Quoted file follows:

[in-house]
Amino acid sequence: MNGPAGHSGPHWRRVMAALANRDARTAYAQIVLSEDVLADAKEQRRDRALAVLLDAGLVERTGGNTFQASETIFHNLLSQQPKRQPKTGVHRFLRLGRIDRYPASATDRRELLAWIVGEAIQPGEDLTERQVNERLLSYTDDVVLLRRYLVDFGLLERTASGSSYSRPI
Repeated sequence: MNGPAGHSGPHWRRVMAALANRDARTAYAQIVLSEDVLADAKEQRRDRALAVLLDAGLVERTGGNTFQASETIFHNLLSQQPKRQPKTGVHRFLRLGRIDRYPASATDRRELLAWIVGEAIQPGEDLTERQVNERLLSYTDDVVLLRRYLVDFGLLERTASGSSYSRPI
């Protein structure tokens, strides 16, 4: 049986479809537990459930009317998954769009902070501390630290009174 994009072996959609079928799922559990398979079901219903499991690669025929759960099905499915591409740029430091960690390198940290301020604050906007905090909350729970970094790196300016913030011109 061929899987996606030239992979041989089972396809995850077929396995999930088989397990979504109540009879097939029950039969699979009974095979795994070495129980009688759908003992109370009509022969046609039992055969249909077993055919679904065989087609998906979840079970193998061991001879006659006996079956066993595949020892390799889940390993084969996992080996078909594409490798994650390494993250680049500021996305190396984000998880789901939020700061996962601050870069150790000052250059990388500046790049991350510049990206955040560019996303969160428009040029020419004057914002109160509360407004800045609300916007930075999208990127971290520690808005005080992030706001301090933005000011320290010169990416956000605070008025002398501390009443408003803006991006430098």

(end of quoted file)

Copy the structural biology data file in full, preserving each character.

[in-house]
Amino acid sequence: MNGPAGHSGPHWRRVMAALANRDARTAYAQIVLSEDVLADAKEQRRDRALAVLLDAGLVERTGGNTFQASETIFHNLLSQQPKRQPKTGVHRFLRLGRIDRYPASATDRRELLAWIVGEAIQPGEDLTERQVNERLLSYTDDVVLLRRYLVDFGLLERTASGSSYSRPI
Repeated sequence: MNGPAGHSGPHWRRVMAALANRDARTAYAQIVLSEDVLADAKEQRRDRALAVLLDAGLVERTGGNTFQASETIFHNLLSQQPKRQPKTGVHRFLRLGRIDRYPASATDRRELLAWIVGEAIQPGEDLTERQVNERLLSYTDDVVLLRRYLVDFGLLERTASGSSYSRPI
């Protein structure tokens, strides 16, 4: 049986479809537990459930009317998954769009902070501390630290009174 994009072996959609079928799922559990398979079901219903499991690669025929759960099905499915591409740029430091960690390198940290301020604050906007905090909350729970970094790196300016913030011109 061929899987996606030239992979041989089972396809995850077929396995999930088989397990979504109540009879097939029950039969699979009974095979795994070495129980009688759908003992109370009509022969046609039992055969249909077993055919679904065989087609998906979840079970193998061991001879006659006996079956066993595949020892390799889940390993084969996992080996078909594409490798994650390494993250680049500021996305190396984000998880789901939020700061996962601050870069150790000052250059990388500046790049991350510049990206955040560019996303969160428009040029020419004057914002109160509360407004800045609300916007930075999208990127971290520690808005005080992030706001301090933005000011320290010169990416956000605070008025002398501390009443408003803006991006430098």